At 3:55 AM, Anonymous Prin said...

...

Did anyone in the 'Bay Area' see Evano Oruvan?

 
At 11:56 PM, Blogger KayKay said...

Anon, To appreciate Quentin Tarantino (QT) is to know he doesn't make movies so much as pay homages to the flicks that captured his imagination while working as a video store clerk many years ago. If Reservoir Dogs & Pulp Fiction were referencing blacksploitation and Kill Bill a tribute to Kung Fu, Yakuza and Spaghetti Westerns, then his and Robert Rodriguez'(RR) Grindhouse is a nod to low budget exploitation flicks of the '70s.

"for all of Tarantino's movies leave logic, intelligence, morals, politics and all things decent,"

Unlike Tamil movies, you mean???

BB, the jarring note of cell phones in a supposedly '70s looking flick must be accepted, like all other things, as part of the terminally skewed, chronologically challenged "Tarantinoverse" that's part and parcel of all of QT's flick.

Think, if you will, of the sherrif who appears at the half way point, Earl McGraw. This was the same character who appeared in Kill Bill after the church massacre and the same one who had his brains blown out in "From Dusk Till Dawn". So, which events in which movie happened first?

Anyway, as you may well have guessed, you're reading a die hard QT fan here. So thanks for including a review of his movie in your blog. Have you seen its companion piece, RR's "Planet Terror"? Far more action packed, way more silly and grotesquely more violent. Looking forward to your review of that.

 
At 5:11 PM, Anonymous Anonymous said...

KayKay, have you been in the US and seen Grindhouse movies of the 70s? If not stop your fake BS about QT. We all know that whatever you know about QT is probably googled off the net, including Grindhouse movies. You were not there in the 70s and obviously the nostalgia factor is not there. So stop your fake defense.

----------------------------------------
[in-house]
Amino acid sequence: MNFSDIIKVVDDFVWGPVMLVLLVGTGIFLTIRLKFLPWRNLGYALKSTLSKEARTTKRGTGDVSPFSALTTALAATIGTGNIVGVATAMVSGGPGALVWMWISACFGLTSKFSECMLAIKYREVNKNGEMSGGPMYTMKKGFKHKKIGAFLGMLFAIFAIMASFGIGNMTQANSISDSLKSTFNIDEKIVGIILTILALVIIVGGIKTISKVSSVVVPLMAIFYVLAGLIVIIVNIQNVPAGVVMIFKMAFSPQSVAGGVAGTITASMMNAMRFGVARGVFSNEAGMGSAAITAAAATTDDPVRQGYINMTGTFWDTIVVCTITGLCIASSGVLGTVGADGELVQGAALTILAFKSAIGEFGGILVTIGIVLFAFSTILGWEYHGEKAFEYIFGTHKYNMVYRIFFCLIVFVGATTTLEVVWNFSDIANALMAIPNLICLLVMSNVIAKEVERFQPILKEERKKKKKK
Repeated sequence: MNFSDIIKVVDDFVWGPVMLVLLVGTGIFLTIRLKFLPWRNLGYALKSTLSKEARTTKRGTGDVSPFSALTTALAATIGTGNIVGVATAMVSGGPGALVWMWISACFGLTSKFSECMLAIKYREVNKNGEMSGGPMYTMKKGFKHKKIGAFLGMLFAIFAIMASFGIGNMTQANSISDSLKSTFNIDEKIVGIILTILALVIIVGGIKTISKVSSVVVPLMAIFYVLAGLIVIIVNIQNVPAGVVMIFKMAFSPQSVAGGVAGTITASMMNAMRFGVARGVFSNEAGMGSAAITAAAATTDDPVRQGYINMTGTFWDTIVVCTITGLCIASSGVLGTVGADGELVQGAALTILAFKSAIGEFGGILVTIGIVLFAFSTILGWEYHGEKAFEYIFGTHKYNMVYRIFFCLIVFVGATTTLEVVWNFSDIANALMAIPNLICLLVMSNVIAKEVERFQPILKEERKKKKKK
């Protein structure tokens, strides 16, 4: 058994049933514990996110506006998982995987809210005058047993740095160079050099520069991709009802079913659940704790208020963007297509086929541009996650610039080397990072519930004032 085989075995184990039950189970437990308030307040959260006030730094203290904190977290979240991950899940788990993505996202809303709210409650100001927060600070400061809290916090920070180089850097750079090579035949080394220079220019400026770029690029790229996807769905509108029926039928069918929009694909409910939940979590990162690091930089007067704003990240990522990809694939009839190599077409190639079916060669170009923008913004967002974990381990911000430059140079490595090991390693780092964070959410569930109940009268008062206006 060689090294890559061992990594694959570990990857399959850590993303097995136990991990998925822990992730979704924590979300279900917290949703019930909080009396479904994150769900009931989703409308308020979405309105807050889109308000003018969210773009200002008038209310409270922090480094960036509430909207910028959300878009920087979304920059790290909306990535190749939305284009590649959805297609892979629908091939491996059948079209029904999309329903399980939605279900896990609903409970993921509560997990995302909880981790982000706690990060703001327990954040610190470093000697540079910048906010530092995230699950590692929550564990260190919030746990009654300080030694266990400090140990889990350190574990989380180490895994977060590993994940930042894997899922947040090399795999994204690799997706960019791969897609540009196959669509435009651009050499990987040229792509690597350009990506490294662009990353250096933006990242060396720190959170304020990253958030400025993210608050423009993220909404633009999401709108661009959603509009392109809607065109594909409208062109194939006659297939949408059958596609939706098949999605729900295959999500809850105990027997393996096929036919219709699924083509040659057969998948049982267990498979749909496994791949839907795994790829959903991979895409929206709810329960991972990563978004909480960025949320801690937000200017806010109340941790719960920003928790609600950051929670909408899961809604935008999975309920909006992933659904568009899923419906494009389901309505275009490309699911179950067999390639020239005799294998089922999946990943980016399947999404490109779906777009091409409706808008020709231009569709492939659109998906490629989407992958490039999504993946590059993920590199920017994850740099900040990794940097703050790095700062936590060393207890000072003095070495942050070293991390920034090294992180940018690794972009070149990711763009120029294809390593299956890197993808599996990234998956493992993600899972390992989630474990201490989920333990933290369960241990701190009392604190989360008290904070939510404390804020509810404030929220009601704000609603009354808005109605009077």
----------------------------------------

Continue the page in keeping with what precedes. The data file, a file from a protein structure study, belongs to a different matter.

"the jarring note of cell phones in a supposedly '70s looking flick must be accepted, like all other things, as part of the terminally skewed, chronologically challenged "Tarantinoverse" that's part and parcel of all of QT's flick."

In other words, COPOUT.

Stop dissing on Tamil movies to show off that you are somehow a fan of superior cinema. We can see through your fake veneer.

 
At 7:16 AM, Blogger KayKay said...

Anon (sigh! Call yourself something, anything except Anonymous which represents a lack of testicles), my defense of QT is about as genuine as a fan's and an actual experience of Grindhouse flicks may enhance but certainly doesn't detract from the enjoyment of homages made in their spirit.

Try doing a bit of research on a movie's genesis (yeah, Googling does work!) and see if it doesn't enhance your experience and appreciation of it. I'm QT's fan and that's my right. Hate him,that's your right.But don't make half assed comments about QT's movies lacking logic and intelligence while defending another Film industry that thinks it's cool to pair geriatrics with college girls, mistakes stalking with persistence and still reckons slapping women is an acceptable form of asserting one's manhood.

But then again, you'd be first in line for the next Vijay flick, so why am I talking to you?

And like I said, grow balls and use a name.